The matches between France and England in August will be crucial to determining their final World Cup squads
France are doing something different this year for their World Cup warm-up matches against England in August. Whereas for the back-to-back games in 2003 and 2007, the then coach Bernard Laporte had already decided on his final squad, Philippe Saint-André will make his final cut after the two clashes next month.
For the past three weeks the 36 players have been run ragged first at Marcoussis and then in the Alps; for five of them the pain experienced in July will be mild compared to the agony of being informed by Saint-André on 23 August that their services are no longer required.
Dreams shattered, hopes crushed, ambitions thwarted. Nothing but the humiliation of returning to your club and the prospect of watching the tournament on TV with that one question hammering away inside your head: ‘Why me?’
“All the players know that the final choice doesn’t rest with them,” captain Thierry Dusautoir told Midi Olympique on Monday. “The only thing to do, it’s to put in the best preparation possible [and] not to ask youself questions.”
England’s players are in a similar predicament ahead of the matches at Twickenham on 15 August and the Stade de France the following weekened. Stuart Lancaster has just brought his boys back from an intensive training camp in Colorado. It was a hell of a regime, by all accounts, but for 14 of the 45 players, it will have been in vain when Lancaster announces his final list of 31. According to assistant coach Andy Farrell, up to nine will be discarded before the warm-up matches and the rest after.
Lancaster and Saint-André will have already inked in the bulk of their squads but the two matches will certainly make or break the fates of a handful of players.
When England played France twice in August 2003 coach Clive Woodward used the games to make the final tweaks to his squad. Out went loosehead Graham Rowntree (who had propped the scrum for most of the previous two seasons) as Woodward opted for the versatility of Jason Leonard, who could play on either side of the scrum.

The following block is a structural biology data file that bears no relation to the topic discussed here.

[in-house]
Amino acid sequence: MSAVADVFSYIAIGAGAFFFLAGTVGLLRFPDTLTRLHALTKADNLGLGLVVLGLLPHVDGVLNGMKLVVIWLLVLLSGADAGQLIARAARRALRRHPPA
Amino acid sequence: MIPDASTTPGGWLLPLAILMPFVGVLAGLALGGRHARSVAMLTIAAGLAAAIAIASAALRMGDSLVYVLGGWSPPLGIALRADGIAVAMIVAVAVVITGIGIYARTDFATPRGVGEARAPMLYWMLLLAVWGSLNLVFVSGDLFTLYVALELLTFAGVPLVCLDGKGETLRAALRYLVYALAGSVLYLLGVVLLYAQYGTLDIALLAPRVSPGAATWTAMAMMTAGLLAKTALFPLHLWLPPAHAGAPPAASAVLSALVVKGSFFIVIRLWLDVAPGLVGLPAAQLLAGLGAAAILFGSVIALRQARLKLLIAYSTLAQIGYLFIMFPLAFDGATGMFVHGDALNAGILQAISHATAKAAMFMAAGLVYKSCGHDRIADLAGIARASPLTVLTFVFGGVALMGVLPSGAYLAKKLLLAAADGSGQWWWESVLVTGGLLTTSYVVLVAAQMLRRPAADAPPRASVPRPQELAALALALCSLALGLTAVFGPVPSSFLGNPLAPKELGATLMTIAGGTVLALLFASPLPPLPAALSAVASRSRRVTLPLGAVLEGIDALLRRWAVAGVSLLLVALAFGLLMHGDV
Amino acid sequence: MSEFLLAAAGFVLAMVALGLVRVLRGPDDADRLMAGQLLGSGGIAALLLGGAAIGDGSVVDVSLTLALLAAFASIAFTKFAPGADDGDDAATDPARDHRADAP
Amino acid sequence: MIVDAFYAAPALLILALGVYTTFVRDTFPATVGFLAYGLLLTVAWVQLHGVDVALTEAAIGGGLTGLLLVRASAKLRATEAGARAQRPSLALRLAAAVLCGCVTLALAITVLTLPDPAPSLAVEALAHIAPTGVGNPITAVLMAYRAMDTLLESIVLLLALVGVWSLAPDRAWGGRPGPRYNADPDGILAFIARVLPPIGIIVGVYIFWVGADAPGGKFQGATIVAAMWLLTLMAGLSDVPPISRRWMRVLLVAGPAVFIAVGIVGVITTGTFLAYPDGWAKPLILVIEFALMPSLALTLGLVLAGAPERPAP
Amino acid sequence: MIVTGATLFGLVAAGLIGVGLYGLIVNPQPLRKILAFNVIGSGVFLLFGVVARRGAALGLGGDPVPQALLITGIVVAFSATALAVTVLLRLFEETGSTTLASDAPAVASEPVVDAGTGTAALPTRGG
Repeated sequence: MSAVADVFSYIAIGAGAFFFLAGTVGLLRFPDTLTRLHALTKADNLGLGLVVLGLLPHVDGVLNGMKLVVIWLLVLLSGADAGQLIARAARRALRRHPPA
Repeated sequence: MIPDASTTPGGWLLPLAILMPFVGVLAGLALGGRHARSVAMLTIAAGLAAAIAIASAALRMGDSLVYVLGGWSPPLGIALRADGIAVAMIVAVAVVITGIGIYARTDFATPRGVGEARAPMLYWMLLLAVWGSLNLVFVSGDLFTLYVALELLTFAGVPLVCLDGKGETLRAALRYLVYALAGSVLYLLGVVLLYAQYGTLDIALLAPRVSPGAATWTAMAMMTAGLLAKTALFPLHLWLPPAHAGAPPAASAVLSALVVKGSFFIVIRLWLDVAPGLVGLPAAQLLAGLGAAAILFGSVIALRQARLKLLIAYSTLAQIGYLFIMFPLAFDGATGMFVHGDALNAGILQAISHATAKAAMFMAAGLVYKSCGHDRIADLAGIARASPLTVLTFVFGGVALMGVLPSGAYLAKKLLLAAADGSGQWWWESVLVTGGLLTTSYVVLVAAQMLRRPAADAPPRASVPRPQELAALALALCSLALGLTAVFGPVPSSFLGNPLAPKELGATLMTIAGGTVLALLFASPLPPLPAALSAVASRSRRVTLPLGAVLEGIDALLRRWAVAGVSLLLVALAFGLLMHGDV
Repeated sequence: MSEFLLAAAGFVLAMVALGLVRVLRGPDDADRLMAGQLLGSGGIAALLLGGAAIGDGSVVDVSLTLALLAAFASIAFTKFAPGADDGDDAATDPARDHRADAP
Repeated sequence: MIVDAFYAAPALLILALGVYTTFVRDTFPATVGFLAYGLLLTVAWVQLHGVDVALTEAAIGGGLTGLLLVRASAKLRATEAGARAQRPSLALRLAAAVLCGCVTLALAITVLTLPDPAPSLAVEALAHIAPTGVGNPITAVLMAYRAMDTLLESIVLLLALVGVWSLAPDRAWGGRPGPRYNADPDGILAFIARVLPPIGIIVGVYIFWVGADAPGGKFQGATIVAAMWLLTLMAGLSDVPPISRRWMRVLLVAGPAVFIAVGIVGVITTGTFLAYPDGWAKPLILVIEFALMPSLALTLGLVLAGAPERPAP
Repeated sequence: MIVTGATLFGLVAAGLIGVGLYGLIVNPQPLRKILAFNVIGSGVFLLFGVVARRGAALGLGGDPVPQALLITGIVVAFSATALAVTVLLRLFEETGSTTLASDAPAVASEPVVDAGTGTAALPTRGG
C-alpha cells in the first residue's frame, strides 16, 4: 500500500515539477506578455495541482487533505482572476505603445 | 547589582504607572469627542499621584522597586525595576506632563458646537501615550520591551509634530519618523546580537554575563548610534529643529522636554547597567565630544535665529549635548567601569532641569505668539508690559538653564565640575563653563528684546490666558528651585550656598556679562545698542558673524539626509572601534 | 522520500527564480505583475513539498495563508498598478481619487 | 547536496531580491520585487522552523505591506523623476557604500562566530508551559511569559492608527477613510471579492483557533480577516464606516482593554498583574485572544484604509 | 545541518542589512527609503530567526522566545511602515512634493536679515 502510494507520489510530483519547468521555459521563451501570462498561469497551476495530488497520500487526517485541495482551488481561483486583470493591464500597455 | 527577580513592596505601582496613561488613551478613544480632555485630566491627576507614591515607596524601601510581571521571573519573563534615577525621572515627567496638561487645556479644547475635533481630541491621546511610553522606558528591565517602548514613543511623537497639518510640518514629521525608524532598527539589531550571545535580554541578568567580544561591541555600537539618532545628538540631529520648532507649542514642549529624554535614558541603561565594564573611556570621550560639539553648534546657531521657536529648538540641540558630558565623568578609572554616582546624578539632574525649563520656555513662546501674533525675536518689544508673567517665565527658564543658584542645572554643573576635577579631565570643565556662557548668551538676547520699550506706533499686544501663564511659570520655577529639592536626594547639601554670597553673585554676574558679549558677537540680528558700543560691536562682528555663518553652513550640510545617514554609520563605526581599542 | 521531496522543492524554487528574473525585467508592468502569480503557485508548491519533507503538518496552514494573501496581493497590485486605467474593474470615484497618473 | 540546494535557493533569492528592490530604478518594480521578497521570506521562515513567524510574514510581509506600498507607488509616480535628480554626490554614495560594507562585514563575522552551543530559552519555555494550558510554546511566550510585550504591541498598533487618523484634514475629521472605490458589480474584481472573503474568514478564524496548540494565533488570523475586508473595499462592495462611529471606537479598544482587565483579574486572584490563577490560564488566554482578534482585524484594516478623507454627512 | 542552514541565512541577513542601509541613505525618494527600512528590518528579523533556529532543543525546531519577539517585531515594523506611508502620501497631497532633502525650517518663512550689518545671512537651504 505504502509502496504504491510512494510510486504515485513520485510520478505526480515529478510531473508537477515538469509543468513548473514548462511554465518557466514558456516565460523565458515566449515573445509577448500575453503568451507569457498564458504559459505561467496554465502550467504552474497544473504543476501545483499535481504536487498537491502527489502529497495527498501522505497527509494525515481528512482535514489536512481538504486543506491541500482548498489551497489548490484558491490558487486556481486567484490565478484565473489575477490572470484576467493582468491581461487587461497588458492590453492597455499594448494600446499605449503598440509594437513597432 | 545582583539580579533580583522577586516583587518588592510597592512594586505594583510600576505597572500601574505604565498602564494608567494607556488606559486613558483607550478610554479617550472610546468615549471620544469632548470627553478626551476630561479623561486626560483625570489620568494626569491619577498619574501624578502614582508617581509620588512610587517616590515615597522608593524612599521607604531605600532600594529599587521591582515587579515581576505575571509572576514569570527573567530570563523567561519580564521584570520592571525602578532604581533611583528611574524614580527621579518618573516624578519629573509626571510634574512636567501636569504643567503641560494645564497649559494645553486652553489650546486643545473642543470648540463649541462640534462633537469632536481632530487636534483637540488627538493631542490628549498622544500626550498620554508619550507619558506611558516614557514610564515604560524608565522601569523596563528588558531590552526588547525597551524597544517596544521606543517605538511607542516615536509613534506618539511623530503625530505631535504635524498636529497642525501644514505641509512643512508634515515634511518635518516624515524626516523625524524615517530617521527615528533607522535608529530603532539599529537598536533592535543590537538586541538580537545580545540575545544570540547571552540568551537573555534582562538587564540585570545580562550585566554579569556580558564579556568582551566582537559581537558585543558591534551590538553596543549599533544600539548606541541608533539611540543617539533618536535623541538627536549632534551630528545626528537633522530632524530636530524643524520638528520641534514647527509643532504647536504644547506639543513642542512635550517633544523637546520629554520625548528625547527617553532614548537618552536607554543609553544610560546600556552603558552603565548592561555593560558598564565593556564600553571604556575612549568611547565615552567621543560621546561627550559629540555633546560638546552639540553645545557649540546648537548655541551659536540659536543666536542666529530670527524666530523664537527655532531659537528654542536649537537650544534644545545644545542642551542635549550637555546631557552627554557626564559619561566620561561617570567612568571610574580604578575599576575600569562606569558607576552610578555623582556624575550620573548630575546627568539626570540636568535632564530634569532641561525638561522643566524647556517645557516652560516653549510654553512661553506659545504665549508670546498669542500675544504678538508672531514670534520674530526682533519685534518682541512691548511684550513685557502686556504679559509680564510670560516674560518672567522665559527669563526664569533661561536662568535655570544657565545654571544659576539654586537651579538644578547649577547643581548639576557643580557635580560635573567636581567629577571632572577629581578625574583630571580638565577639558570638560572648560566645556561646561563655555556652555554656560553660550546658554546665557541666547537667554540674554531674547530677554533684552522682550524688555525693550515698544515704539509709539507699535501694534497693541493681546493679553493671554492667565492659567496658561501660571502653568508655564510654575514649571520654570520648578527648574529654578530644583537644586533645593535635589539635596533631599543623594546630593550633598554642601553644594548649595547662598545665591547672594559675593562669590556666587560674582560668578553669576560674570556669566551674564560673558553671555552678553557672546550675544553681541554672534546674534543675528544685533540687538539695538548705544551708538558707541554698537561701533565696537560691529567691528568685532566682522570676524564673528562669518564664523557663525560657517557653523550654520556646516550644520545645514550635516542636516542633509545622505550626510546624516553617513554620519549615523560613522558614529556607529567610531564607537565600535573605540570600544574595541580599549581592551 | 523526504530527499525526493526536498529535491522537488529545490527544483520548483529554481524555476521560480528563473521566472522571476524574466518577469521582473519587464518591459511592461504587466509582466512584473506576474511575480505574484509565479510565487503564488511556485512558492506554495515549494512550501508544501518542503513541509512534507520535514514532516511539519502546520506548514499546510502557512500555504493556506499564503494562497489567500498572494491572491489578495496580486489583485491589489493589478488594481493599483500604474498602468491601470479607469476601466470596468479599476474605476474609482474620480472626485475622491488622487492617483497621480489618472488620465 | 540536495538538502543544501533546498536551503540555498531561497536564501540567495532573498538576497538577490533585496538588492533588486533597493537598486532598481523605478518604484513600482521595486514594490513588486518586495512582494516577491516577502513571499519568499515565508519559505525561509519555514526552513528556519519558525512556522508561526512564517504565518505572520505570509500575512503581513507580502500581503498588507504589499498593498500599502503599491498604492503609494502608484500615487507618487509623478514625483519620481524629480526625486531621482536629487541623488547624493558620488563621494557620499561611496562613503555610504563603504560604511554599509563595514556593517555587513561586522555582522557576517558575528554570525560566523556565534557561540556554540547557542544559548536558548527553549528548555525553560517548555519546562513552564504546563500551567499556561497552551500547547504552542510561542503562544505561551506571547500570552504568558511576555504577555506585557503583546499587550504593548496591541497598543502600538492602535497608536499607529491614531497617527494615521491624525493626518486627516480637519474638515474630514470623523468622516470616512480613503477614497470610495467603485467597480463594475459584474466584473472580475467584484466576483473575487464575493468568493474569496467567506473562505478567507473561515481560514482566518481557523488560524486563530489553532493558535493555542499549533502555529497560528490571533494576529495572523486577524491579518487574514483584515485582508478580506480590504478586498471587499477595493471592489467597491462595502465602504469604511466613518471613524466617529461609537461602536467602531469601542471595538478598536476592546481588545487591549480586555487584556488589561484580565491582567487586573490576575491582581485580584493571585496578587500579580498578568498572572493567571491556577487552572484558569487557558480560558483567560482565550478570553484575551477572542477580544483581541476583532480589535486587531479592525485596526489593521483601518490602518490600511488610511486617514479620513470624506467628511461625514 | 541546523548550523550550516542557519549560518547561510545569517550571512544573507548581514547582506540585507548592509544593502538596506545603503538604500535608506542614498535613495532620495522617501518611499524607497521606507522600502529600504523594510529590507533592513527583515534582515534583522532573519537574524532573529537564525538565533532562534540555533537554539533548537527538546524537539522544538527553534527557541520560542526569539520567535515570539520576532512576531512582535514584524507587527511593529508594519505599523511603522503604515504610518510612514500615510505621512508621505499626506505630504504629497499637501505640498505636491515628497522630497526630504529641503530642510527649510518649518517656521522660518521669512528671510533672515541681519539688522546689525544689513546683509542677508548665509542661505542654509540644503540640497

Versatility also came to Martin Corry’s aid as the utility back-five player was chosen ahead of lock Simon Shaw with Woodward left to admit: “Shaw would be in any other international team in the world and not to pick him or Graham Rowntree are the two hardest decisions I’ve had to make in my six years as head coach with England.”
Austin Healey, a regular in Woodward’s squad in the preceding years, also felt the bitter pain of rejection, later describing the experience as “the most down I’ve ever been”.
Contrast Healey’s emotion with that of Iain Balshaw and Stuart Abbott, neither of whom had been involved in England’s 2003 Grand Slam campaign. Nonetheless they were selected for the warm-up matches and the pair produced polished displays in the 45-14 thrashing of France in the second game at Twickenham. The South Africa-born Abbott made the World Cup squad and started the group games against Samoa and Uruguay. Though his career was subsequently curtailed by injury, a World Cup winners’ medal and an MBE isn’t a bad return for nine caps.
Balshaw hadn’t played for England for 18 months when he was selected for the warm-up matches. “I’d had a succession of injuries since coming back from the Lions tour of 2001,” he recalls. “For the 12 weeks before the two games against France I’d been suffering from tendonitis. So those two games were my last chance to show what I could do. I remember in the first half of the second game I just couldn’t get my hands on the ball and I was becoming desperate. Fortunately that changed in the second half and I scored a try and had some good runs.” Three months later Balshaw came on as a substitute in England’s World Cup final win over Australia.
Brian Ashton was the England coach in 2007 and he needed only one of the two warm-up games against France to trim his squad. Having seen his side slump to a 21-15 defeat to France at Twickenham, Ashton decided to jettison James Haskell, Nick Abendanon, Danny Cipriani, Toby Flood, Kevin Yates and Tom Palmer before the return fixture the following Saturday.
Eight years on, Haskell and Cipriani will be hoping they are more to Lancaster’s liking than they were Ashton’s. If they’re not, and they are returned to their clubs next month, their misery will be unimaginable. One rejection is bad enough, as Woodward acknowleged in 2003. “Regarding the remaining players who didn’t make it, it’s scant consolation for them that they have all made a significant contribution to England being successful.”
Balshaw’s advice for the current England crop is simple: “Lancaster will know already a lot of his squad,” he says. “But the two matches against France will be important because they’ll allow him to decide on the finer details. So no one can afford to be complacent. Everyone’s trying really hard to make the World Cup and if anyone does ease up in the two warm-up games they could find themselves pushed out.”